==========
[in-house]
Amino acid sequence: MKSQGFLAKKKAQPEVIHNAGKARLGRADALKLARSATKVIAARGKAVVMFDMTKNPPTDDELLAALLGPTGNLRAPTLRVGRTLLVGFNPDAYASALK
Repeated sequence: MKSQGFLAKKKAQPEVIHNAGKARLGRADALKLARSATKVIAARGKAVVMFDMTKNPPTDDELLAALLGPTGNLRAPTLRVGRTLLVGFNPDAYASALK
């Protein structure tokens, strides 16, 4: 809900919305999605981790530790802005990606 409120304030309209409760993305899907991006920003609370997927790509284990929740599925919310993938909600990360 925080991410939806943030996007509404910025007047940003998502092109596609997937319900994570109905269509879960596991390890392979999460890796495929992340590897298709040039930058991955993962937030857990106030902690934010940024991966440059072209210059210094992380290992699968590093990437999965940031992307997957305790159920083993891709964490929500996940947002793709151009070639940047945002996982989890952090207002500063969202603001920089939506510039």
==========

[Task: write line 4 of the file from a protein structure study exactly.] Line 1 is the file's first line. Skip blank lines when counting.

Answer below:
């Protein structure tokens, strides 16, 4: 809900919305999605981790530790802005990606 409120304030309209409760993305899907991006920003609370997927790509284990929740599925919310993938909600990360 925080991410939806943030996007509404910025007047940003998502092109596609997937319900994570109905269509879960596991390890392979999460890796495929992340590897298709040039930058991955993962937030857990106030902690934010940024991966440059072209210059210094992380290992699968590093990437999965940031992307997957305790159920083993891709964490929500996940947002793709151009070639940047945002996982989890952090207002500063969202603001920089939506510039």